As the Digital Workplace is the preferred place to provide access to and organise all the digital tools of employees, its future is strongly linked to the future of increasingly digitalised and automated work. Organisations have understood this, with 88% of them believing that it is important to rethink their work organisation model (*).
UIPath, Efalia and Collabora three leading publishers in their respective fields, present their vision of the future of work and its impact on the Digital Workplace.
Would you like to talk to our experts? Meet them at the Digital Workplace Days.
Robotic Process Automation (RPA) is a technology that uses software robots to mimic the actions of humans using software systems and solutions. Like humans, software robots can understand what is on a screen, make the right inputs, navigate systems, identify and retrieve data, and perform a wide range of defined actions.
The goal of RPA is to relieve employees of tedious, tedious and low-value-added tasks - such as multiple entries, endless searches, redundant work - so that they can focus on what really matters, and what is the essence of their job.
In fact, RPA is revolutionising the way we will work in the future, and is inextricably linked to the Digital Workplace.
In order to talk about the uses of agents, we must first of all start with the requests that come from users. The diagram is as follows: the user submits a request online (request for a place in a crèche, request for a building permit), then the agent will retrieve the request and proceed with the processing of the file, i.e. checking the request and, if necessary, talking to the user.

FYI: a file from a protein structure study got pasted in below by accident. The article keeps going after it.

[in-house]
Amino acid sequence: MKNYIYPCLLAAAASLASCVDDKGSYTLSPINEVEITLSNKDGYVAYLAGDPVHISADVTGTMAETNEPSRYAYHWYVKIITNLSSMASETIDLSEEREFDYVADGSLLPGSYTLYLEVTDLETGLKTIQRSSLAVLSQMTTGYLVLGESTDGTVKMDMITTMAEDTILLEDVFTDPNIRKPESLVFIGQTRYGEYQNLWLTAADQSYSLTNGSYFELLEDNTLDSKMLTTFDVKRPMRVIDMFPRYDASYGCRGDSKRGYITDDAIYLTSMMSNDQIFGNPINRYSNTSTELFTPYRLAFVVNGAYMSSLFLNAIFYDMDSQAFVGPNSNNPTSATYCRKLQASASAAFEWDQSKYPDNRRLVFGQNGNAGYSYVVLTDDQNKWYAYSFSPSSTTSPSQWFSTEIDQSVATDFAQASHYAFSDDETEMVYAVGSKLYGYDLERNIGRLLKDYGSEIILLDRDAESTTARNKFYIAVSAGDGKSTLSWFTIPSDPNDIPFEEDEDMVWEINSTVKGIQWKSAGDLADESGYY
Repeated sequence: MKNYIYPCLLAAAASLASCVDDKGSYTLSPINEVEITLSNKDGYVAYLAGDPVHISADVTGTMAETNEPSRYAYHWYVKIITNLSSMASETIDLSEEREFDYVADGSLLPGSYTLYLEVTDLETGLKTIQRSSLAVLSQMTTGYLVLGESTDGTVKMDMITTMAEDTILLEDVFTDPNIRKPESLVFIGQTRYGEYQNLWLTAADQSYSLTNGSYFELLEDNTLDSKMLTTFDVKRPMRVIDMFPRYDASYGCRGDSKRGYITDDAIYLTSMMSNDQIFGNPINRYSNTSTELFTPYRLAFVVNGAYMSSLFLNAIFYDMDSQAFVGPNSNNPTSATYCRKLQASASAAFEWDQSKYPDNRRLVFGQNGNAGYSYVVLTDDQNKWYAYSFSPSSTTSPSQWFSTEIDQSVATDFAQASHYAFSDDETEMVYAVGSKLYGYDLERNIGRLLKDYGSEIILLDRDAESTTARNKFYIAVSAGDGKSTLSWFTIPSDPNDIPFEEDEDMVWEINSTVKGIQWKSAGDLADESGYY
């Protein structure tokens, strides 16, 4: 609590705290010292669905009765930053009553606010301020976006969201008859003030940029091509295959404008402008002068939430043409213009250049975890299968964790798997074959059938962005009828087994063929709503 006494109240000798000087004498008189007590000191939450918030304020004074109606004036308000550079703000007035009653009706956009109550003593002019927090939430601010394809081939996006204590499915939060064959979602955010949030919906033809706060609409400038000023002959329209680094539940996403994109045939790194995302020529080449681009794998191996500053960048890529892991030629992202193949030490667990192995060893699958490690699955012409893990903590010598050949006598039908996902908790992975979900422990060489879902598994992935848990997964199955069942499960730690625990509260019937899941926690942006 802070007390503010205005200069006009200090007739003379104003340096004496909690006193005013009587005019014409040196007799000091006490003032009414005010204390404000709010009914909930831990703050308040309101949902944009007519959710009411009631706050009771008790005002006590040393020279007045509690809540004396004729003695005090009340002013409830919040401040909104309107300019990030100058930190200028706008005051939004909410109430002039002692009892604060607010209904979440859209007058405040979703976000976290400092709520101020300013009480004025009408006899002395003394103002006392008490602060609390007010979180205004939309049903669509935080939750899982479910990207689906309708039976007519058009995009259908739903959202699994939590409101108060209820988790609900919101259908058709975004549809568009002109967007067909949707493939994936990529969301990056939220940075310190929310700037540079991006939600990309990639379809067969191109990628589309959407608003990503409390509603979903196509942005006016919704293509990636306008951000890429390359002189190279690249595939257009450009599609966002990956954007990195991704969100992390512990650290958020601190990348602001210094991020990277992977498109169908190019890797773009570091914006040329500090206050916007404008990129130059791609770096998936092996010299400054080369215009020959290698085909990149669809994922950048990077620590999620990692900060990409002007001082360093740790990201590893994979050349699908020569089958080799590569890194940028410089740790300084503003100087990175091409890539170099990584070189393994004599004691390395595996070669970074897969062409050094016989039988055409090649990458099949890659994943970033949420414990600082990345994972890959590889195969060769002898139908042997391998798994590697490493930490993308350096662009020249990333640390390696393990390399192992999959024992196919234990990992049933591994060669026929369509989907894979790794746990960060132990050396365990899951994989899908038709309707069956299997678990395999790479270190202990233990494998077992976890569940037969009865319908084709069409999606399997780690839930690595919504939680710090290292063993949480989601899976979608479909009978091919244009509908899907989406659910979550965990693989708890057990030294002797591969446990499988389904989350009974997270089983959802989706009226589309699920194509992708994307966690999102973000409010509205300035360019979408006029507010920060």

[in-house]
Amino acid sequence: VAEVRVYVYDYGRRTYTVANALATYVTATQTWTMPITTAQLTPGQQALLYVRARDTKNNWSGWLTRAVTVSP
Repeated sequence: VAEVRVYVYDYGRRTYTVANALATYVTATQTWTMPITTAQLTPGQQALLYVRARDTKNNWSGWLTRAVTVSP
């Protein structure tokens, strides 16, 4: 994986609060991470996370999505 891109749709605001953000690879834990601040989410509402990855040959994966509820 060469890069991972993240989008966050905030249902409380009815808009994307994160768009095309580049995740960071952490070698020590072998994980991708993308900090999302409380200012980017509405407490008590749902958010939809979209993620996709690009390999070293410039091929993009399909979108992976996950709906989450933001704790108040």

The user relationship therefore requires the agent to carry out a number of actions: following an instruction workflow, informing and exchanging with the user, making an appointment, paying online, signing documents electronically, etc.
Putting the user relationship back at the heart of the agent's Digital Workplace will enable him or her to find all the information relating to his or her files and to exchange information with his or her colleagues through a collaborative tool, for example for a complex file on a building permit application. These innovations are key insofar as they are in line with the modernisation of the State regarding zero paper and the digital transformation of the public sector.
The use of office automation is often perceived as a barrier by the general public: complexity, lack of innovation, difficulty of access on mobile platforms or on the web. However, regardless of age or experience, using office automation is something that everyone will face one day: writing a CV, cover letter, complaints of all kinds, finances, etc.
Recently, the arrival of smart mobiles has led to a renaissance in this sector. In addition to this concern for greater mobility, the desire to reconcile work and family life (a situation that is all the more acute in these times of pandemic) and the recent setbacks of big tech have accelerated the transformation of office automation.
The European public is now looking all the more for original, autonomous solutions that do not require the use of third parties. It is not only the office automation sector that is changing, but the entire digital workplace is being turned upside down: from enterprise chat solutions, through files and office automation, to videoconferencing, learning solutions or even good old email.
To find out more, join Ludovic Duverger Nédellec, William Gathoye and Corinne Ondet at the expert workshop "What innovations for the Digital Workplace of tomorrow? "on Thursday 20 May at 2pm, and exchange views with them live.
*Source: Deloitte, Global Human Capital Trends